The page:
PokerNews Op-Ed: Hand History Analysis Has and Always Will Be Part of Poker
He may be heading home from Cornell University on winter break with an extra $4.2 million in his bank account, but Brian Hastings is biting his tongue right now. Three thousand miles west in Santa Barbara, Brian Townsend’s perpetually furrowed brow has a new crease, his triumphant 2009 comeback now tainted by his friend and business partner’s record-setting win against Isildur1. It’s hard not to compare Hastings and Townsend’s present situation with that of the infamous M.I.T. blackjack team and although the CardRunners duo did not suffer the physical wounds of a casino “back room,” their reputations in the poker community are being hammered by accusations of collusion. This, when all they really did was use their brains and engage in the same hand-sharing rituals that have gone on since the days of Wild Bill Hickok. Their little saloon chat just had the benefit of technology.
If only Hastings hadn’t shown his hand in that interview with ESPN.com. Hastings blew it when he decided to give up the details about the extensive prep work he did before his $4.2 million match with Isildur1.
“We’ve done quite a bit of studying of his habits,” Hastings said. “Honestly, I give most of the credit to Brian Townsend here. I mean, Brian is honestly the hardest worker I know in poker. He analyzed a database of heads-up hands that Isildur1 had played and constructed ranges of what Isildur1 was doing in certain spots.
“In a way, I feel bad that it wasn’t Brian who got this win instead of me. Obviously I’m happy and I’ll take it, but Brian did a ton of work. The three of us discussed a ton of hands and the reports that Brian made, so I’m very thankful to him and to Cole (South) as well.”
Whether Hastings put his strategy out there publicly in a "look-how-smart-we-are" display of poker nerd hubris, or whether it was a simple case of verbal vomit, this was his fatal mistake. Neither he nor Townsend would be worrying about the consequences they're now facing, the least of which is having their Full Tilt "red pro" status suspended for a month. This budding scandal taints CardRunners, the poker training site they have spent so much time and effort building, not to mention their own metagame against Isildur1 should he ever re-appear on Full Tilt. However, based on the thoughts Isildur1 shared yesterday with our own Matthew Parvis, that possibility now seems extremely unlikely.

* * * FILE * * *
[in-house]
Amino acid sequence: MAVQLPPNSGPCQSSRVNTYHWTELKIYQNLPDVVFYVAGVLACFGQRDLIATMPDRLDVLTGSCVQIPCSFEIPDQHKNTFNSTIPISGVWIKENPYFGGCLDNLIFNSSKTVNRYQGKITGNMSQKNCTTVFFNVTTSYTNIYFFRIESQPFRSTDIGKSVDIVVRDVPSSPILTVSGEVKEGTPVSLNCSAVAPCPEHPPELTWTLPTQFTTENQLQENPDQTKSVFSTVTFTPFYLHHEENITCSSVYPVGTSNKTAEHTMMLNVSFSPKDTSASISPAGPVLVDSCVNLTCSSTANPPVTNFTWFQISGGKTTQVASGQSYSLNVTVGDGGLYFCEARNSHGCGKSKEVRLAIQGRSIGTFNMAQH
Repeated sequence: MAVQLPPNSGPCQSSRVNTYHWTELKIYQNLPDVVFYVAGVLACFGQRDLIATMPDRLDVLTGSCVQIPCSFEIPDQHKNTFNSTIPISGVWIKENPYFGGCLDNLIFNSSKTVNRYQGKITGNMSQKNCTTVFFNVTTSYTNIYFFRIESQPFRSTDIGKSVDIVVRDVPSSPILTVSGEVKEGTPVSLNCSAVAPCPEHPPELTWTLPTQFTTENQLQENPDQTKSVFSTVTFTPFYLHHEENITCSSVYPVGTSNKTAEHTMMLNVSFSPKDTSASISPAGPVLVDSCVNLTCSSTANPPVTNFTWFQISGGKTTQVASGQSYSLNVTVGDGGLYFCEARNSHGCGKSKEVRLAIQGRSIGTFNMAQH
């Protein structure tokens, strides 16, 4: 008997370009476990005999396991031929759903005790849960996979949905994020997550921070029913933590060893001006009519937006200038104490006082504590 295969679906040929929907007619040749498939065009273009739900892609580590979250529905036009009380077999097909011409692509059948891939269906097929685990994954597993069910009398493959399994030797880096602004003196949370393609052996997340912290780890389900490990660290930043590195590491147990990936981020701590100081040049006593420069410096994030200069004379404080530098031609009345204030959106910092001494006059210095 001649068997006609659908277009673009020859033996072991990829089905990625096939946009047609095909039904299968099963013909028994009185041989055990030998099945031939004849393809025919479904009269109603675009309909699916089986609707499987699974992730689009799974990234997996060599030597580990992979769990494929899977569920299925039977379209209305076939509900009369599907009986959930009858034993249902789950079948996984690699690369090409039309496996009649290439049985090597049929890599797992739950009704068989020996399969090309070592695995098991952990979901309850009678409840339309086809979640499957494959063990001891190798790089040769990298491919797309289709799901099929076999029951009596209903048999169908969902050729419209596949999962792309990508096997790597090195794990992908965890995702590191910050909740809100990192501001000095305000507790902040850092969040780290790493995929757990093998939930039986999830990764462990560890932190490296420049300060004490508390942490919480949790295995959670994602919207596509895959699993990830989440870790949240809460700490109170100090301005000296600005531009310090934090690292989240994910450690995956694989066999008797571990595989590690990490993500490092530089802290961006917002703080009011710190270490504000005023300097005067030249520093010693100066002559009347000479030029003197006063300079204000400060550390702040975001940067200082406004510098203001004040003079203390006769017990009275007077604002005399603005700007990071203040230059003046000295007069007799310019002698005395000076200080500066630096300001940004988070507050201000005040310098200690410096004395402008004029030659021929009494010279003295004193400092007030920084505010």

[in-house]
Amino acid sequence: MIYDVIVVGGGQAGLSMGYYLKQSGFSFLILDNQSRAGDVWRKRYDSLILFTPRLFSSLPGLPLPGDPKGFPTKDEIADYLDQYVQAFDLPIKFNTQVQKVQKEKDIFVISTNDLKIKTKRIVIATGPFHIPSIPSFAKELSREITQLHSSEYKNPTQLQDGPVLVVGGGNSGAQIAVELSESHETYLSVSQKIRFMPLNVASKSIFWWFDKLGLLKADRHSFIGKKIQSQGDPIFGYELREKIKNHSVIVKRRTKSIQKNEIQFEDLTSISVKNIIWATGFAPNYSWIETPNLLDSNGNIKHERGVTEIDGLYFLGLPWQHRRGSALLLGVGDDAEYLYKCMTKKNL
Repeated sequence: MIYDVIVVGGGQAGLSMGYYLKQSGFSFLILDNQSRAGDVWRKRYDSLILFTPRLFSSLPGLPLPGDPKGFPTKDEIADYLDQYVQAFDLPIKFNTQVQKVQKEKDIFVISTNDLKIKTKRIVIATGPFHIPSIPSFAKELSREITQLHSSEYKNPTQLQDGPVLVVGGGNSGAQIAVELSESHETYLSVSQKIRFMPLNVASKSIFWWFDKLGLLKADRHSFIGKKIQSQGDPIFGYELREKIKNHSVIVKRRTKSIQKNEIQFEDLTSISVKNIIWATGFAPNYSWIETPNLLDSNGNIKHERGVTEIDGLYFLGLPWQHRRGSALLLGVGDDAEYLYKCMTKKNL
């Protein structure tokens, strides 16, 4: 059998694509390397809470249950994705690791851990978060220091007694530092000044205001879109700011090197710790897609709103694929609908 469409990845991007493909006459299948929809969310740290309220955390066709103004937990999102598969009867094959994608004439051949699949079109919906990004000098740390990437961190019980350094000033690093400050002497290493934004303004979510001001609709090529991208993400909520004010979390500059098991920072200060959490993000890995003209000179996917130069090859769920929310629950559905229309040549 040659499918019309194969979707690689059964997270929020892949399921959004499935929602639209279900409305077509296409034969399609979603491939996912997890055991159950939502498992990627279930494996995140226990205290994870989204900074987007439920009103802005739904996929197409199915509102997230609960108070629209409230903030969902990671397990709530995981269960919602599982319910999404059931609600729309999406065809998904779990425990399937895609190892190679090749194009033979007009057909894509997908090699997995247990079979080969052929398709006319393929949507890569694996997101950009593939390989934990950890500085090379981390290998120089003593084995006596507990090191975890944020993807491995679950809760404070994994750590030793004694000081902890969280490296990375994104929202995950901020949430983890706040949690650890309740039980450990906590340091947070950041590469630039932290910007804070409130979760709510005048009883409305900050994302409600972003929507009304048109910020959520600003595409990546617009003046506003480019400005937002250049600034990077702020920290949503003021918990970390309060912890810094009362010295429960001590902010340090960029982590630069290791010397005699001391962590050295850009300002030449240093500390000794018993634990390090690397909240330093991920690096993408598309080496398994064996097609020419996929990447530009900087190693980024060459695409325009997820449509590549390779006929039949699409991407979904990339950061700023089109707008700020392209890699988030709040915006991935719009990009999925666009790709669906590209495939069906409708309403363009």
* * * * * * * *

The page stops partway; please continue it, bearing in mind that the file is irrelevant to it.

But this whole thing should be a nonstory. And if Isildur1 wasn’t such a revered, even God-like figure among online poker players and fans, it might be.
Players have always shared information on their opponents with friends, whether it was Doyle Brunson and Puggy Pearson chatting over a buffet on Fremont Street in 1976 or a group of posters on TwoPlusTwo discussing the tendencies of a regular in their $5/10 no-limit game. Technology just makes this process far easier now. It will always go on, no matter what measures online sites take to try and regulate it. There will always be a workaround.
It’s not to say that Full Tilt Poker hasn’t taken actions to curtail massive data mining on their site. Most notably, their July 9, 2009 software update prevented players from importing “observed” hands into tracking databases, leaving them with only the ability to import the hands they had actually played. However, sites like Poker Table Ratings are still able to track hands at all limits and make them publicly available.
The gap between casual players and those who really put the time in to analyze their play is growing wider every day. And much like how the casinos weren’t keen on the M.I.T. kids who used their own mathematical aptitude to crack blackjack, those who can’t fathom going to the trouble of such an extensive level of analysis of an opponent are attacking Hastings and Townsend.
Online poker is evolving, and everyone needs to realize this. It is a far different game now than it was before the UIGEA robbed casual American players of the ease of making online deposits. With less fish in the sea and a more educated player pool, it now takes far more diligence, study, and analysis to win than it ever has before. Winning players understand this. Losing players just have a hard time accepting it.